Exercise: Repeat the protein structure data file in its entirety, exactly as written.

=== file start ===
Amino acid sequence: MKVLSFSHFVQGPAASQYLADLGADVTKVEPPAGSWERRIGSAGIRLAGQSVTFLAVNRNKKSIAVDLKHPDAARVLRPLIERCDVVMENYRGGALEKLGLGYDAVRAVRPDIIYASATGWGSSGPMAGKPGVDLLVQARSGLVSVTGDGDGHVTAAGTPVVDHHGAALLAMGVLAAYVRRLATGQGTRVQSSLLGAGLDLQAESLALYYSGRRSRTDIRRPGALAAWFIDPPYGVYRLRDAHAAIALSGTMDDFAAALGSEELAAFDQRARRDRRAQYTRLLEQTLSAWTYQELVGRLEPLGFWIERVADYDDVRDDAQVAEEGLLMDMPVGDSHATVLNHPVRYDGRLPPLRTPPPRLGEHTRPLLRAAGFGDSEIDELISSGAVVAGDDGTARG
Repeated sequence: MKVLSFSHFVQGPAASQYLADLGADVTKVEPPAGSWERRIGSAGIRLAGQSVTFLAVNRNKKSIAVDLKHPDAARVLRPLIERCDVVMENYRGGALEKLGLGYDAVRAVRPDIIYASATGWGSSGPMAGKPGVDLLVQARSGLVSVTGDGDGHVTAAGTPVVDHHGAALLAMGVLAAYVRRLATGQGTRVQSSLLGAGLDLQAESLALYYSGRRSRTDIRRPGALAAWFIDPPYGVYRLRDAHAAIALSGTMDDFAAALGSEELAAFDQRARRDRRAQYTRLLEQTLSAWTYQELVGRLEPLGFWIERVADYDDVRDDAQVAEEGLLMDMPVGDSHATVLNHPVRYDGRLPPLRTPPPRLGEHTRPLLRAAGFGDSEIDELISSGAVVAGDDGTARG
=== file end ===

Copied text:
Amino acid sequence: MKVLSFSHFVQGPAASQYLADLGADVTKVEPPAGSWERRIGSAGIRLAGQSVTFLAVNRNKKSIAVDLKHPDAARVLRPLIERCDVVMENYRGGALEKLGLGYDAVRAVRPDIIYASATGWGSSGPMAGKPGVDLLVQARSGLVSVTGDGDGHVTAAGTPVVDHHGAALLAMGVLAAYVRRLATGQGTRVQSSLLGAGLDLQAESLALYYSGRRSRTDIRRPGALAAWFIDPPYGVYRLRDAHAAIALSGTMDDFAAALGSEELAAFDQRARRDRRAQYTRLLEQTLSAWTYQELVGRLEPLGFWIERVADYDDVRDDAQVAEEGLLMDMPVGDSHATVLNHPVRYDGRLPPLRTPPPRLGEHTRPLLRAAGFGDSEIDELISSGAVVAGDDGTARG
Repeated sequence: MKVLSFSHFVQGPAASQYLADLGADVTKVEPPAGSWERRIGSAGIRLAGQSVTFLAVNRNKKSIAVDLKHPDAARVLRPLIERCDVVMENYRGGALEKLGLGYDAVRAVRPDIIYASATGWGSSGPMAGKPGVDLLVQARSGLVSVTGDGDGHVTAAGTPVVDHHGAALLAMGVLAAYVRRLATGQGTRVQSSLLGAGLDLQAESLALYYSGRRSRTDIRRPGALAAWFIDPPYGVYRLRDAHAAIALSGTMDDFAAALGSEELAAFDQRARRDRRAQYTRLLEQTLSAWTYQELVGRLEPLGFWIERVADYDDVRDDAQVAEEGLLMDMPVGDSHATVLNHPVRYDGRLPPLRTPPPRLGEHTRPLLRAAGFGDSEIDELISSGAVVAGDDGTARG